Justia Class Action Opinion SummariesArticles Posted in Supreme Court of Hawaii
Dannenberg v. State
Plaintiffs filed this class action suit individually and on behalf of employees (and their dependent-beneficiaries) who began working for the State or its political subdivisions before July 1, 2003 and who had accrued or will accrue a right to post-retirement health benefits as a retiree a retiree’s dependent. Plaintiffs alleged that the State, the City and County of Honolulu, and the Counties of Kaua’i, Maui, and Hawai’i impaired Plaintiffs’ accrued retirement health benefits in violation of Haw. Const. art. XVI, 2. Specifically, Plaintiffs claimed that the State and Counties violated their statutory rights under Haw. Rev. Stat. 87 by not providing retirees and their dependents with dental and medical benefits that were substantially equal to those provided to active workers and their dependents. After a lengthy procedural history, the Supreme Court held that Plaintiffs’ accrued retirement health benefits have been diminished or impaired in violation of article XVI, section 2. Remanded for further proceedings. View "Dannenberg v. State" on Justia Law
Patrickson v. Dole Food Co.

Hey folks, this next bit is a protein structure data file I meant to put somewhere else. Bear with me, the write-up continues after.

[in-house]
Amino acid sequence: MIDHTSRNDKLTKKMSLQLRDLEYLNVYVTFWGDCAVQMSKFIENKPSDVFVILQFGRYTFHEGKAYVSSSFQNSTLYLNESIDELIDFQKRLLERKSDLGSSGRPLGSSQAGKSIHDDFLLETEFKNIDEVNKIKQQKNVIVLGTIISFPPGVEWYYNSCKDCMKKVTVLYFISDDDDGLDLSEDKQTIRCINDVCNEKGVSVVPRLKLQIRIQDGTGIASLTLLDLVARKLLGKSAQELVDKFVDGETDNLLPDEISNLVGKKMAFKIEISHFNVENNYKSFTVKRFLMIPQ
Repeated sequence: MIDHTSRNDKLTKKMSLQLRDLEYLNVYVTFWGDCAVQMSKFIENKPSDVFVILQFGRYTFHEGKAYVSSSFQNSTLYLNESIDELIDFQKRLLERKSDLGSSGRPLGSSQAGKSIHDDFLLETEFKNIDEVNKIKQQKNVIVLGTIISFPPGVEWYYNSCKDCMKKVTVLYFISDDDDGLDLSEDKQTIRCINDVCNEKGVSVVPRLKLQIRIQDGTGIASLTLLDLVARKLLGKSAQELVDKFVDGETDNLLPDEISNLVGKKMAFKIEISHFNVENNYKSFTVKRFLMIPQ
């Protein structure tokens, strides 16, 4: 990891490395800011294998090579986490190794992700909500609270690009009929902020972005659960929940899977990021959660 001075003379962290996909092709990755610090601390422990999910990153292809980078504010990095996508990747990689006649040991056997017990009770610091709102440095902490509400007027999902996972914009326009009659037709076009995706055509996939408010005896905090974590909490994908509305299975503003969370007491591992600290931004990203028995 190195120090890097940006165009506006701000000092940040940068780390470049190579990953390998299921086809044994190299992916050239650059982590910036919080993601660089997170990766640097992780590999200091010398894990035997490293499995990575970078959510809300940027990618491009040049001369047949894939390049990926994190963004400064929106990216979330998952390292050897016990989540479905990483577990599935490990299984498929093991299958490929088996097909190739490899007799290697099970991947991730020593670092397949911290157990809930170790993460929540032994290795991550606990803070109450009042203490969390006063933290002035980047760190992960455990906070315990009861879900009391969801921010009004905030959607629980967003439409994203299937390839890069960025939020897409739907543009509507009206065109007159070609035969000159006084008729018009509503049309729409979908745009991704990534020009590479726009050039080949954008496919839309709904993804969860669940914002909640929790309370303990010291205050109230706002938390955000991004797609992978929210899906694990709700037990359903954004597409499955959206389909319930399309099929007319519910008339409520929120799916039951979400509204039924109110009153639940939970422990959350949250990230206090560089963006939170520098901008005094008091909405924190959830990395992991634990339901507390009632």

This case involved dibromochloropropane, a powerful nematode worm killer, and the litigation was multi-jurisdictional. The circuit court granted partial summary judgment against Plaintiffs and in favor of Defendants on statute of limitations grounds. The Intermediate Court of Appeals (ICA) affirmed. At issue on certiorari was (1) whether the filing of a putative class action in another jurisdiction operated to toll the state of Hawaii’s statute of limitations, and (2) if so, at what point did such tolling end? The Supreme Court vacated the ICA’s judgment and remanded to the circuit court for further proceedings, holding (1) the filing of a putative class action in another jurisdiction does toll the statute of limitations in the state of Hawaii because such “cross-jurisdictional tolling” supports a purpose of class action litigations, which is to avoid a multiplicity of suits; (2) under the circumstances of this case, cross-jurisdictional tolling ended when the foreign jurisdiction issued a final judgment that unequivocally dismissed the putative class action; and (3) Plaintiffs’ complaint was timely filed within the applicable limitations period and, therefore, was not time-barred. View "Patrickson v. Dole Food Co." on Justia Law